Wagyu: Facts and Fiction
Wagyu is a type of beef from Japan that’s known for its exceptional marbling and flavor. It’s also one of the most expensive types of meat in the world.
But along with the high price tag comes some confusion about what Wagyu really is -- and isn’t. Here are some facts and fictions that you need to know about Wagyu and how to make sure you are getting what you pay for.
#1. You cannot get real Wagyu beef in the U.S. - This is fiction. While it is true that Wagyu cattle and the Wagyu DNA can longer be exported from Japan, some Wagyu beef (just the meat) is exported into the U.S. Fortunately, between 1975 and 1997, the total ban on Wagyu cattle was lifted, allowing some full blooded Wagyu cattle to make into the U.S. The American Wagyu Association estimates around 30,000 Wagyu cattle currently in the United States, with only 5000 being full-blood. This means, while rare, you can get real Wagyu beef in America.
#2. Anything labeled Wagyu and from Japan must be superior beef. This is fiction. In reality, the word Wagyu simply means Japanese cow. There are 4 distinct breeds of Wagyu from Japan, and only the Kuroge Washu breed produces the superior beef that people expect from "Wagyu." Due to this fact, it is very important that you research where you are getting your beef from. Since there are other breeds of cattle in Japan that can be technically called "wagyu," people are bound to take advantage of this and cheat unsuspecting customers. With less than 1% of cattle in America being classified as pure bred Wagyu beef, there is a good chance that the Wagyu you are getting is cross bred with Angus or Hereford cattle, or even one of the mislabeled breeds mentioned above. So how do you know what you are getting when something is labeled "Wagyu" in the U.S.?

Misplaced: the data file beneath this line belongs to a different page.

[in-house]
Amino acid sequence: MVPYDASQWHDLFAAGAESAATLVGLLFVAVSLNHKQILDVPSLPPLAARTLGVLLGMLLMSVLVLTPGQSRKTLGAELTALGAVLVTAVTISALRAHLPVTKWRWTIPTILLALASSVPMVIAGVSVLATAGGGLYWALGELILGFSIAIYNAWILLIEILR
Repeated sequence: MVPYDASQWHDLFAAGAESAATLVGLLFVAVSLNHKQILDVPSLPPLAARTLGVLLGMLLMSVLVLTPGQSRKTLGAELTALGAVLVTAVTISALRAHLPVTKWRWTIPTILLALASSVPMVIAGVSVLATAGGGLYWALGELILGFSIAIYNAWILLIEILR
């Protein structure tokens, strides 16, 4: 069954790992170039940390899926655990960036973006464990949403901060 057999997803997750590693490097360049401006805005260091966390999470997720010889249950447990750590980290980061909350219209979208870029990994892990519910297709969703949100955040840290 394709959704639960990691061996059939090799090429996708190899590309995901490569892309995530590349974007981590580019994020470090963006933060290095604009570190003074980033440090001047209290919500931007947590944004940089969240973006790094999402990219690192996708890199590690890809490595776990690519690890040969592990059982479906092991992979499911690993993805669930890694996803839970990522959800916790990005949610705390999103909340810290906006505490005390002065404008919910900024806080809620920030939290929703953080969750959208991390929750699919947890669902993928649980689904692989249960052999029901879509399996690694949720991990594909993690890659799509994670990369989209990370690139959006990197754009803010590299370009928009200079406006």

If you are serious about getting real Wagyu beef, I recommend following the American Wagyu Association, which promotes and upholds the standards for Wagyu beef in the United States. Unlike cross bred cattle, the American Wagyu Association follows strict regulations and standards, ensuring that the beef meets the highest possible standard for full bred Wagyu beef in America.
A5 Wagyu is the highest quality Wagyu you can buy and can only come from Japanese cattle whose genetics are strictly regulated. Meat labeled Japanese Wagyu must be bred in Japan and adhere to the strict breeding regulations that exist. Again, while this quality of meat can be found in America, it is very hard to find and will be extremely expensive.
American Wagyu can be classified as follows:
- F1 - 50% Wagyu / 50% Angus
- F2 - F1 bred with full blood Wagyu making F2 75% Wagyu & 25% Angus
- F3 - F2 bred with full blood Wagyu making it 87.5% Wagyu
- F4 - F3 bred with full blood Wagyu - this is considered pure bred Wagyu
#4: Wagyu is nothing but fat and not worth the cost. This too is fiction. While Wagyu is known for its high marbling content, this does not mean all you are getting is fat. The fat content found in Wagyu contains far more unsaturated fats in comparison to American Angus, giving it a flavor unlike any other beef you can find. Unsaturated fats are known to help prevent heart disease and stroke as well, a fact that definitely makes Wagyu beef stand out from normal American beef.